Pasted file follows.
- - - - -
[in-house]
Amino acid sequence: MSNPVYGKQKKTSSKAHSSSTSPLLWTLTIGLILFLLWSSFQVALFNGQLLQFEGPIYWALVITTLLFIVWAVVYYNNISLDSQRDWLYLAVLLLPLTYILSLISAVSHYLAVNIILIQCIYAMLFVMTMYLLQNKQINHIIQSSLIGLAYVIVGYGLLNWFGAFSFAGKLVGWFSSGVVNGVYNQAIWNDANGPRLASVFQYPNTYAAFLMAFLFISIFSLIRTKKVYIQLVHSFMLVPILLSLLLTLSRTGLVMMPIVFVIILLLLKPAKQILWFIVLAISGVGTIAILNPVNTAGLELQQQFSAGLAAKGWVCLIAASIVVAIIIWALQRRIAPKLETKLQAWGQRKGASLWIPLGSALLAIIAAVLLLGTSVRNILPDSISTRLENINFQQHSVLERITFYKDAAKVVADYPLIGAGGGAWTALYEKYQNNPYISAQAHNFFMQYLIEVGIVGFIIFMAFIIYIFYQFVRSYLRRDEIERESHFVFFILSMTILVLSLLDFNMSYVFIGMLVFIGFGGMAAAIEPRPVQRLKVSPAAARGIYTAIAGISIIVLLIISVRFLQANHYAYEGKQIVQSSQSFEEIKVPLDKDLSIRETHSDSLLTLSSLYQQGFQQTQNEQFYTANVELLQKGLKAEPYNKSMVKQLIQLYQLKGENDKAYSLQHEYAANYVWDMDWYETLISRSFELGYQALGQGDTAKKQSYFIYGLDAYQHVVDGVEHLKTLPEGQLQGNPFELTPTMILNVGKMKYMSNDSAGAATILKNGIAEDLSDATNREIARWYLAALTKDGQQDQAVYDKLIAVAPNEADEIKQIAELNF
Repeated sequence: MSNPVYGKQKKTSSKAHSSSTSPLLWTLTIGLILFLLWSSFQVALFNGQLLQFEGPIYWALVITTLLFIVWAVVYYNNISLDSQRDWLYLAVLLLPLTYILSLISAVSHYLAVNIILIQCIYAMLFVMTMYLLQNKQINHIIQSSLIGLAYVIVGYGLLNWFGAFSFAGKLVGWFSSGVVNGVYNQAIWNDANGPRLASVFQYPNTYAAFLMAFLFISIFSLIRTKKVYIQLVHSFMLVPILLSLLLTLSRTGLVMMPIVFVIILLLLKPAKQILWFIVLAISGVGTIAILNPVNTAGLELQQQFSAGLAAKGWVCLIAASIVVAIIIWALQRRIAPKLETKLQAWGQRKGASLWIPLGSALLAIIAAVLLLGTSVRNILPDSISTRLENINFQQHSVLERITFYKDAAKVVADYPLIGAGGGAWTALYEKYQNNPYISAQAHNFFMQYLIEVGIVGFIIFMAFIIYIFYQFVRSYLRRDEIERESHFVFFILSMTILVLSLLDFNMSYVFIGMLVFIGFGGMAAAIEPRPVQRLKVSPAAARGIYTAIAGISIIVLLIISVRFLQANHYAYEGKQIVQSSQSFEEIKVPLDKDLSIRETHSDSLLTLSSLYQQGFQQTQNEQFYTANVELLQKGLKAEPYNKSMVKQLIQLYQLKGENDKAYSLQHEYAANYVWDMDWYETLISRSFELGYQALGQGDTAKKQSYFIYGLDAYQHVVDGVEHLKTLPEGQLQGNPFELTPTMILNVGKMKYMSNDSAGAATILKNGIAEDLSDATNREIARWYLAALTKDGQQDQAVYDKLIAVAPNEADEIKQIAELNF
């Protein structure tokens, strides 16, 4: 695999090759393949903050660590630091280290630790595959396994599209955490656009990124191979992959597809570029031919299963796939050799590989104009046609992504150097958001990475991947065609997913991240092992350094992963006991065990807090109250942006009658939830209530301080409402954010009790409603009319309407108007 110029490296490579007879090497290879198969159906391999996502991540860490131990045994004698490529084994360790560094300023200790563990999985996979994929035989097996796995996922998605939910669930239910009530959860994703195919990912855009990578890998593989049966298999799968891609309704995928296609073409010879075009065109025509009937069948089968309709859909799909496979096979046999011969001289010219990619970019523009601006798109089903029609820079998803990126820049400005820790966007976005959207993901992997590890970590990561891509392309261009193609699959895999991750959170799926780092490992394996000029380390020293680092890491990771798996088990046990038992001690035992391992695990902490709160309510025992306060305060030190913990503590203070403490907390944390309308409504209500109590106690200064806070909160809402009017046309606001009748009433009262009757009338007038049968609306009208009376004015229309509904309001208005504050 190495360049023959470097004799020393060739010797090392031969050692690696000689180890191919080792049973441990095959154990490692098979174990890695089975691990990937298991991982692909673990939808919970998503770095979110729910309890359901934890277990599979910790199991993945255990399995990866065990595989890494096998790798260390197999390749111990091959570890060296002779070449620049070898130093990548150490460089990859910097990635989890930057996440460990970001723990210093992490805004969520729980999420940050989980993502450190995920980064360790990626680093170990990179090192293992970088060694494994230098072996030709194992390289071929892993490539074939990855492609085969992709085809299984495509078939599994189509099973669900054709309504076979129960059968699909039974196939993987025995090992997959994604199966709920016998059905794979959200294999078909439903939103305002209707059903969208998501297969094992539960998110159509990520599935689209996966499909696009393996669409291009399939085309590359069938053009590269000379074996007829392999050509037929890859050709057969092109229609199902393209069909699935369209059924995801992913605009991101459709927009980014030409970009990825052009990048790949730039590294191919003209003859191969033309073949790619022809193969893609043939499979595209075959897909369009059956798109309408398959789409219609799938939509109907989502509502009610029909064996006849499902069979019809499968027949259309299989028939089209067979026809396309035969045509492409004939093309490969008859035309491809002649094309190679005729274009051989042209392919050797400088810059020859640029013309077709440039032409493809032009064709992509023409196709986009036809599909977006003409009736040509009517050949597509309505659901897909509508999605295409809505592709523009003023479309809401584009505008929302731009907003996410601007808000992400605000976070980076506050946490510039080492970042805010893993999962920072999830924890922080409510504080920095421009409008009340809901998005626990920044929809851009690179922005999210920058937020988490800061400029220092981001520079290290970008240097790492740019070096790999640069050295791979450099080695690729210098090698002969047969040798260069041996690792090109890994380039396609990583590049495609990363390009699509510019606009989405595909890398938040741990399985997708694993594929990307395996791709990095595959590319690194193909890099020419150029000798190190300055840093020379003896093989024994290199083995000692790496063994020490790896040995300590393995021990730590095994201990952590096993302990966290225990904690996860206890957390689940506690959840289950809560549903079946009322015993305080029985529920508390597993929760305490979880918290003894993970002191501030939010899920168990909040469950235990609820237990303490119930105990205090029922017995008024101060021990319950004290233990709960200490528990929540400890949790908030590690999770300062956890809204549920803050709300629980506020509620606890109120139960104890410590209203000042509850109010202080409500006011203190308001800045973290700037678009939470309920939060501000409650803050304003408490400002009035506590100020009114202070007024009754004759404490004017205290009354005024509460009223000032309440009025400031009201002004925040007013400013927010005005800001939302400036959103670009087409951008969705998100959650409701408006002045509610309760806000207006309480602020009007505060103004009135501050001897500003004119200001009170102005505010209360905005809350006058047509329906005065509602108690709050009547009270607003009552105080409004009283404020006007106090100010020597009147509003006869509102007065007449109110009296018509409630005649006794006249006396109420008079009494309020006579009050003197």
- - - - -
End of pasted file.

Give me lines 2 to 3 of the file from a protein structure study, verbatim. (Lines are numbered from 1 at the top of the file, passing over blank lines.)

Amino acid sequence: MSNPVYGKQKKTSSKAHSSSTSPLLWTLTIGLILFLLWSSFQVALFNGQLLQFEGPIYWALVITTLLFIVWAVVYYNNISLDSQRDWLYLAVLLLPLTYILSLISAVSHYLAVNIILIQCIYAMLFVMTMYLLQNKQINHIIQSSLIGLAYVIVGYGLLNWFGAFSFAGKLVGWFSSGVVNGVYNQAIWNDANGPRLASVFQYPNTYAAFLMAFLFISIFSLIRTKKVYIQLVHSFMLVPILLSLLLTLSRTGLVMMPIVFVIILLLLKPAKQILWFIVLAISGVGTIAILNPVNTAGLELQQQFSAGLAAKGWVCLIAASIVVAIIIWALQRRIAPKLETKLQAWGQRKGASLWIPLGSALLAIIAAVLLLGTSVRNILPDSISTRLENINFQQHSVLERITFYKDAAKVVADYPLIGAGGGAWTALYEKYQNNPYISAQAHNFFMQYLIEVGIVGFIIFMAFIIYIFYQFVRSYLRRDEIERESHFVFFILSMTILVLSLLDFNMSYVFIGMLVFIGFGGMAAAIEPRPVQRLKVSPAAARGIYTAIAGISIIVLLIISVRFLQANHYAYEGKQIVQSSQSFEEIKVPLDKDLSIRETHSDSLLTLSSLYQQGFQQTQNEQFYTANVELLQKGLKAEPYNKSMVKQLIQLYQLKGENDKAYSLQHEYAANYVWDMDWYETLISRSFELGYQALGQGDTAKKQSYFIYGLDAYQHVVDGVEHLKTLPEGQLQGNPFELTPTMILNVGKMKYMSNDSAGAATILKNGIAEDLSDATNREIARWYLAALTKDGQQDQAVYDKLIAVAPNEADEIKQIAELNF
Repeated sequence: MSNPVYGKQKKTSSKAHSSSTSPLLWTLTIGLILFLLWSSFQVALFNGQLLQFEGPIYWALVITTLLFIVWAVVYYNNISLDSQRDWLYLAVLLLPLTYILSLISAVSHYLAVNIILIQCIYAMLFVMTMYLLQNKQINHIIQSSLIGLAYVIVGYGLLNWFGAFSFAGKLVGWFSSGVVNGVYNQAIWNDANGPRLASVFQYPNTYAAFLMAFLFISIFSLIRTKKVYIQLVHSFMLVPILLSLLLTLSRTGLVMMPIVFVIILLLLKPAKQILWFIVLAISGVGTIAILNPVNTAGLELQQQFSAGLAAKGWVCLIAASIVVAIIIWALQRRIAPKLETKLQAWGQRKGASLWIPLGSALLAIIAAVLLLGTSVRNILPDSISTRLENINFQQHSVLERITFYKDAAKVVADYPLIGAGGGAWTALYEKYQNNPYISAQAHNFFMQYLIEVGIVGFIIFMAFIIYIFYQFVRSYLRRDEIERESHFVFFILSMTILVLSLLDFNMSYVFIGMLVFIGFGGMAAAIEPRPVQRLKVSPAAARGIYTAIAGISIIVLLIISVRFLQANHYAYEGKQIVQSSQSFEEIKVPLDKDLSIRETHSDSLLTLSSLYQQGFQQTQNEQFYTANVELLQKGLKAEPYNKSMVKQLIQLYQLKGENDKAYSLQHEYAANYVWDMDWYETLISRSFELGYQALGQGDTAKKQSYFIYGLDAYQHVVDGVEHLKTLPEGQLQGNPFELTPTMILNVGKMKYMSNDSAGAATILKNGIAEDLSDATNREIARWYLAALTKDGQQDQAVYDKLIAVAPNEADEIKQIAELNF